Does Gender Make a Difference in Performance Reviews?

No employee should ever discriminate against another employee on the basis of gender or consciously change performance reviews to suit men or women. Even without conscious discrimination, men and women may read and respond to performance reviews differently, no matter how objective those reviews are. Understanding the power of gender in performance evaluations can help companies avoid discrimination and develop strong male and female performers in the workplace.

Does Your Company Differentiate Between Men and Women in Performance Reviews?

Most companies don’t purposefully discriminate against a gender in the workplace. Doing so is illegal and can lead to costly lawsuits and federal Equal Employment Opportunity Commission (EEOC) involvement. However, unconscious actions may subtly influence your performance reviews and reveal a pattern of discrimination against one gender or another.

Look at past performance reviews and employee performance logs to determine if your company treats a certain gender differently. Look for comments that contrast between males and females, and if you recognize any apparent patterns, take action to reduce those discrepancies. For example:

  • Your organization or a manager may describe a woman who is straightforward as abrasive or catty, whereas someone may regard the same attributes in a male as impatience. The language you use to describe an individual’s behaviors can shift the meaning. Abrasive is much more negative than the term impatient and that attitude may affect how two employees of equal skill are viewed.
  • Your organization tends to criticize women in reviews more than men. In data from Fortune magazine, more women across all sized companies receive critical or negative feedback than men The results overwhelmingly indicate a discrepancy between men and women’s reviews, and yet many women and men experience the same differentiation in multiple industries and companies today. Having an awareness of the problem can help your company prevent it in the future.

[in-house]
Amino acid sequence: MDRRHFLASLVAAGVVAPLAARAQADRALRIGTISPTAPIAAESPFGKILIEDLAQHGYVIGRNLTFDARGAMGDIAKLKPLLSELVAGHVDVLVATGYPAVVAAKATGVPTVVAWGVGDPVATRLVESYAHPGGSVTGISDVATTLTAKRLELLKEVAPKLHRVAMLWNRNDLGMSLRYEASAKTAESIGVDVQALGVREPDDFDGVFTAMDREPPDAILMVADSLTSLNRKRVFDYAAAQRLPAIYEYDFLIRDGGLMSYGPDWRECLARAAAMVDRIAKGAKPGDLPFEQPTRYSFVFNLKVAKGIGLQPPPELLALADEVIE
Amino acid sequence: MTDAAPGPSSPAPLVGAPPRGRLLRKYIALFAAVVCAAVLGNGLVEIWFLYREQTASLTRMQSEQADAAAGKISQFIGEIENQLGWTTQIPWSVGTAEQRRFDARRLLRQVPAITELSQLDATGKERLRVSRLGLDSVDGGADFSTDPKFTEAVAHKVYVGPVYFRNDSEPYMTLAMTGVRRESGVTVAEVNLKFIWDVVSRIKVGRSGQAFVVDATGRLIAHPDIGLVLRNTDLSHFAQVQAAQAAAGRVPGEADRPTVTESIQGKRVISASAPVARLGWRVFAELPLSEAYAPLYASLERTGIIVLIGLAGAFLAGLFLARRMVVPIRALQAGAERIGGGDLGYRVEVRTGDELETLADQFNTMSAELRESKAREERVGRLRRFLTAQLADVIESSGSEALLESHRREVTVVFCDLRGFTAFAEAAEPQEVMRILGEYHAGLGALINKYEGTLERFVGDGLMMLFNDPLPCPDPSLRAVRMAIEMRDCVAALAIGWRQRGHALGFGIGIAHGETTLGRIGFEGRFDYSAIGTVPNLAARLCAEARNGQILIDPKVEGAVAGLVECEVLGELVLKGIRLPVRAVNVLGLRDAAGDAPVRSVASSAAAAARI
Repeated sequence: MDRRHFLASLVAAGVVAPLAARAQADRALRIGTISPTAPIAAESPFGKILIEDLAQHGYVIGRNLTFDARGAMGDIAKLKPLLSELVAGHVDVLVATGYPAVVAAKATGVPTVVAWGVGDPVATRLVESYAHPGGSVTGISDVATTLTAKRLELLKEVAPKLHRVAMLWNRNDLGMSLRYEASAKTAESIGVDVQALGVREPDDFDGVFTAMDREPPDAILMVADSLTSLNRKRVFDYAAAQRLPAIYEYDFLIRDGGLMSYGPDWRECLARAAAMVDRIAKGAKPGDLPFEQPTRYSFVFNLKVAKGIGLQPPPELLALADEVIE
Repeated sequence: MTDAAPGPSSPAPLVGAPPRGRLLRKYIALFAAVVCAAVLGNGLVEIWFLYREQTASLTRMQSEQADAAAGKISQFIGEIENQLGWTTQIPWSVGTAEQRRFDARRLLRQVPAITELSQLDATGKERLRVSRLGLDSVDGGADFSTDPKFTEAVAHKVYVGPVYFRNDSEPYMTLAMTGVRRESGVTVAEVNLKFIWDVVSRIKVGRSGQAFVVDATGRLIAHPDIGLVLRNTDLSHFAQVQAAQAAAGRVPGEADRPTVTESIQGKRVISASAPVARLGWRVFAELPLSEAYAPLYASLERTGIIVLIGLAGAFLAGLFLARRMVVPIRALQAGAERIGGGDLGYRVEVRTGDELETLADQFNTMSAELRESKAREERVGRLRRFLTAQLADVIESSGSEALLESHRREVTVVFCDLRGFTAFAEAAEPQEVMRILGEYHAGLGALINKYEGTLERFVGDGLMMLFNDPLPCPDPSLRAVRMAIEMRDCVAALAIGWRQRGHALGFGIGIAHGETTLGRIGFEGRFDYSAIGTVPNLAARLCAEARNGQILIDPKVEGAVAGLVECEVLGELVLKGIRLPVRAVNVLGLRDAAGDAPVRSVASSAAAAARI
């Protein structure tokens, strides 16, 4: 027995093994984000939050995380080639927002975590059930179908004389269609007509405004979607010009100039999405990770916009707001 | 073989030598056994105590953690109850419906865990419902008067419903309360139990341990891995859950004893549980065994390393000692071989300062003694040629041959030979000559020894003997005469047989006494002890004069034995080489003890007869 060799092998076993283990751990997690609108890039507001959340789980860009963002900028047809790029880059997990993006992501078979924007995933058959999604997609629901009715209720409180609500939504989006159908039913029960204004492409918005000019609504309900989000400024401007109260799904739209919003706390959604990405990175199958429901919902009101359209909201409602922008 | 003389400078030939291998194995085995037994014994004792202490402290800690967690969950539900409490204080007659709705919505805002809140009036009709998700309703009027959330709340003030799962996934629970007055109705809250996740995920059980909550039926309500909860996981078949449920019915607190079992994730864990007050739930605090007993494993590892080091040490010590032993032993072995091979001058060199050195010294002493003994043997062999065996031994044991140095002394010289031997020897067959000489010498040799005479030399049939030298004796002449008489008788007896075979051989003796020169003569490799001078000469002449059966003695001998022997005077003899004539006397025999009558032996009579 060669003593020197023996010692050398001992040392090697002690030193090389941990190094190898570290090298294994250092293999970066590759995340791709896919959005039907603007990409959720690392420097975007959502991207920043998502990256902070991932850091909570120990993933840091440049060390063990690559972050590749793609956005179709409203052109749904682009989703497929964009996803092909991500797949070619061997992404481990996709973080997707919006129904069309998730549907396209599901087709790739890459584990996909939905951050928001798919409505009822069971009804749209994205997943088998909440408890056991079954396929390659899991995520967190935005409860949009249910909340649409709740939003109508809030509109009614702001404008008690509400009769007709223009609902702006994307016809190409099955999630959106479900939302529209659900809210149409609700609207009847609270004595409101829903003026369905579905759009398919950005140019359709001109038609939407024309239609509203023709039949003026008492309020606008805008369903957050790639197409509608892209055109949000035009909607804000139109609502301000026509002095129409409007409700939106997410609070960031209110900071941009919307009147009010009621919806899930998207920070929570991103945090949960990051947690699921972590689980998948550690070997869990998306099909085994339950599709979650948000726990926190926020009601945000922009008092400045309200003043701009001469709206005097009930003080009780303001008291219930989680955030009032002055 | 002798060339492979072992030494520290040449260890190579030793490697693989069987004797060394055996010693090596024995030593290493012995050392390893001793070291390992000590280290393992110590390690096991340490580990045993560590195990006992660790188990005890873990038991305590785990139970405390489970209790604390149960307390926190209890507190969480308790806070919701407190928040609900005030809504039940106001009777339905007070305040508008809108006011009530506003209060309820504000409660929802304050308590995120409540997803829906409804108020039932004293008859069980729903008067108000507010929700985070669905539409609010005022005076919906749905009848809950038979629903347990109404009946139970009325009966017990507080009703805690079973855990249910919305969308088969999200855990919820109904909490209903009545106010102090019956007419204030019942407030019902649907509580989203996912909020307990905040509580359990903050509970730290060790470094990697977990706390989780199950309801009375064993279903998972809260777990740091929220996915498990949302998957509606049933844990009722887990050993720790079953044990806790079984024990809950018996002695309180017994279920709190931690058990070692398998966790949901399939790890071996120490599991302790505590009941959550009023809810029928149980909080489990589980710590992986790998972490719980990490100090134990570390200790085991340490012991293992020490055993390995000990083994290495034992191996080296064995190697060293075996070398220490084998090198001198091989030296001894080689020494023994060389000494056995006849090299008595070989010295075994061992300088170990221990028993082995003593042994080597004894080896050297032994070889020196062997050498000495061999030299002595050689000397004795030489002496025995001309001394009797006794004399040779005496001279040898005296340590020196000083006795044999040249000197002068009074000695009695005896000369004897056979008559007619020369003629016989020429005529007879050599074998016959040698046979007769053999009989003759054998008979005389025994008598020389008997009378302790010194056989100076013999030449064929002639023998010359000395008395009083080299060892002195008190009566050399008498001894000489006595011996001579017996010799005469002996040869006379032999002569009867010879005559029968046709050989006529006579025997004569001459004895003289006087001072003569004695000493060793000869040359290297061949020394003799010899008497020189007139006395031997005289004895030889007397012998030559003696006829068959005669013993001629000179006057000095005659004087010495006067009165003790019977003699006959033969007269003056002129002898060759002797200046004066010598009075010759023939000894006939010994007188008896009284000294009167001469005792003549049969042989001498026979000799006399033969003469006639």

• You focus on different criteria in reviews. While there may be some benefit to using a different set of metrics for different job descriptions, make sure your company uses the same general information to evaluate employee performance. While you may need to appeal more to certain strengths for each employee, using the same standards in your performance review template will ensure your company is not discriminating against one gender.
  • You focus more on the person than on key behaviors and activities. Performance reviews aren’t about shifting a person’s personality, but modifying certain behaviors and increasing or decreasing activities to improve overall performance. Instead of focusing on the person, many companies can effectively avoid gender discrimination by keeping the focus of the review on real-world examples.
  • You fail to recognize achievements. Instead of using the performance review to point out only negative behaviors, use an even balance of recognition and constructive feedback during the process.

Correcting small instances of gender inequality can improve workplace morale and productivity. How you say something is equally as important as what you say. Find out if your performance reviews are helping or hurting your company by downloading the Effective Performance Reviews eBook today.

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